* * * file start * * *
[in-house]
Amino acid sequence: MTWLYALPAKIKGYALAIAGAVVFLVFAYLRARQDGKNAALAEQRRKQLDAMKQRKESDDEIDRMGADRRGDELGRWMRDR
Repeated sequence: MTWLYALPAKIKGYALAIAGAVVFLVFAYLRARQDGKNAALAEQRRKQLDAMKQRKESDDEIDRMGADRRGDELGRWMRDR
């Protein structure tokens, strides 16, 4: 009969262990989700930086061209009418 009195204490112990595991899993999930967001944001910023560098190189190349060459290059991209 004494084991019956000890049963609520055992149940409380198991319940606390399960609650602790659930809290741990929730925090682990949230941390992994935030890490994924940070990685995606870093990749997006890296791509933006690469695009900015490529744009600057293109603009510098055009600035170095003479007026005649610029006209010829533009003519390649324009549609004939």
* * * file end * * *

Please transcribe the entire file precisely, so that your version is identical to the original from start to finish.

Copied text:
[in-house]
Amino acid sequence: MTWLYALPAKIKGYALAIAGAVVFLVFAYLRARQDGKNAALAEQRRKQLDAMKQRKESDDEIDRMGADRRGDELGRWMRDR
Repeated sequence: MTWLYALPAKIKGYALAIAGAVVFLVFAYLRARQDGKNAALAEQRRKQLDAMKQRKESDDEIDRMGADRRGDELGRWMRDR
């Protein structure tokens, strides 16, 4: 009969262990989700930086061209009418 009195204490112990595991899993999930967001944001910023560098190189190349060459290059991209 004494084991019956000890049963609520055992149940409380198991319940606390399960609650602790659930809290741990929730925090682990949230941390992994935030890490994924940070990685995606870093990749997006890296791509933006690469695009900015490529744009600057293109603009510098055009600035170095003479007026005649610029006209010829533009003519390649324009549609004939």